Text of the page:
I was happy to hear from the team at International Gemological Reports (IGR London) recently, and for a couple of reasons. One is that the boutique London-based diamond and gemological laboratory was founded by Black private jeweler and industry luminary Thelma West (we highlight one of her outstanding diamond rings here), and the other is that the lab is entirely run by women. Both aspects make it a welcome anomaly in our white- and male- dominated jewelry industry.
And when IGR offered me a chance to connect with its lead gemologist, Zhanna Beissekova—and see some of the most unique pieces she’s been tasked with evaluating—I was of course delighted.
“Every time we get a new delivery, I feel overwhelmed with excitement, like a kid in a candy store,” says Beissekova, who received her certification at the Gemmological Association of Great Britain (aka Gem-A). “I’m very passionate about geology and gemology. Time flies when I examine gemstones and explore the hidden world of a stone.”
Beissekova’s grandparents were born in Kazakhstan, a country rich in natural resources, and were involved in the mining industry. Her grandfather’s stories set in mining cities helped inform Beissekova’s interest in geology and passion for the Earth’s most precious mineral treasures.
Today, from her IGR perch in London’s Soho district, she and her team issue reports and certificates that authenticate a variety of items, from important loose stones to finished jewelry. Both types of documentation create transparency and security for the buyer, whether it’s a consumer or a dealer. The process usually takes three to five working days; clients who need reports in a hurry can request express service for an additional fee.
Some pieces, like the ruby brooch up top, and the antique pearl necklace and watch ring below, are sent to the lab for an insurance valuation, a service offered to both jewelers and private clients. “The value we provide is not the resale value but the replacement value [in the event of theft, loss, or damage],” says Beissekova. For the most accurate assessment, she adds, most insurance experts recommend that high-value acquisitions be re-evaluated approximately every three years.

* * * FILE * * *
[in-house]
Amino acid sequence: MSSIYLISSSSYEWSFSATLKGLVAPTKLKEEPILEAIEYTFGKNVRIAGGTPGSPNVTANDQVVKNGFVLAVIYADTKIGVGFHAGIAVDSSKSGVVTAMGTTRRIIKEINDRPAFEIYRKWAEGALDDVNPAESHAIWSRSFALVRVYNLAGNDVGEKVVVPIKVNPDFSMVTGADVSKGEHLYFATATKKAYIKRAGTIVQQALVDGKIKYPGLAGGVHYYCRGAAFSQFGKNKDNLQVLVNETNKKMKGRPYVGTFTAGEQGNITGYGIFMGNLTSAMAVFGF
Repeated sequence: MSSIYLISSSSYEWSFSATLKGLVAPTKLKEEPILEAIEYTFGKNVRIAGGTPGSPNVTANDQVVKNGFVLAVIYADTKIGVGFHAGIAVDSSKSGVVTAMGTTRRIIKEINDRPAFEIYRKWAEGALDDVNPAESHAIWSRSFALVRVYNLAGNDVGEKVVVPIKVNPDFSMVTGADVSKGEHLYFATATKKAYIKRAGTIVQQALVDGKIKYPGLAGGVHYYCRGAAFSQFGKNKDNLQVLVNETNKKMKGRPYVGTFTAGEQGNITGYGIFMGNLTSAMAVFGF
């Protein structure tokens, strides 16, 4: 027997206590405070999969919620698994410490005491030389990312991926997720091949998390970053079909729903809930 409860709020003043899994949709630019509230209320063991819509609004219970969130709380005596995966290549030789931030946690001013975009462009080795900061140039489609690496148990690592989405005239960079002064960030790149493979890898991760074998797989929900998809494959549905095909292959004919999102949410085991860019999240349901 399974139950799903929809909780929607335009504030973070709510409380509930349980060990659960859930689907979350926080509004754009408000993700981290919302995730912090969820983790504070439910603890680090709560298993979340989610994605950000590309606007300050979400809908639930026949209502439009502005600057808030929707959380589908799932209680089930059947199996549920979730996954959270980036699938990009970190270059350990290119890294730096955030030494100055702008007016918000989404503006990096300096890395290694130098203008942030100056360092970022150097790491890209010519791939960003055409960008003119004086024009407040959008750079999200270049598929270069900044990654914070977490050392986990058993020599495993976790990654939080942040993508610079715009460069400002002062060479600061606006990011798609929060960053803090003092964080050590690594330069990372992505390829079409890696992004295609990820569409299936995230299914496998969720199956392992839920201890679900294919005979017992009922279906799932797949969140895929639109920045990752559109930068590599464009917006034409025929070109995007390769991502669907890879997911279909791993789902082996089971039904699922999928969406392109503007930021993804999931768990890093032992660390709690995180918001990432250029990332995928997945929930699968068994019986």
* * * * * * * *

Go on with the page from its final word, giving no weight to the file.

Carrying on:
Other pieces, like the Alice Cicolini ring below, require Beissekova to provide a jewelry report that will accompany the piece when sold (the jewelry report is meant to be a passport detailing a jewel’s unique characteristics).
Increasingly, such documents are becoming a very helpful resource that retailers can provide with a purchase; obviously it’s a way to unequivocally communicate the authenticity of a jewel, but it might also tacitly, subtly help justify the price it commands.
Here are a few more glimpses of the jewels that have landed in Beissekova’s office of late.
Top: Ruby and diamond brooch with 34.95 cts. t.w. square and rectangular rubies, 2.73 cts. t.w. central diamonds, and 2.23 cts. t.w. diamond leaves. “We love brooches and get to see our fair share in the lab,” says IGR gemologist Zhanna Beissekova. “Not only is this one a striking design, but it also showcases wonderful craftsmanship. Upon closer inspection of the brooch we discovered wonderful details, the most memorable being that all the rubies had to be cut from the same rough to not only match in color but for every stone to fit perfectly together—like a jigsaw puzzle.” (All photos courtesy of IGR London)
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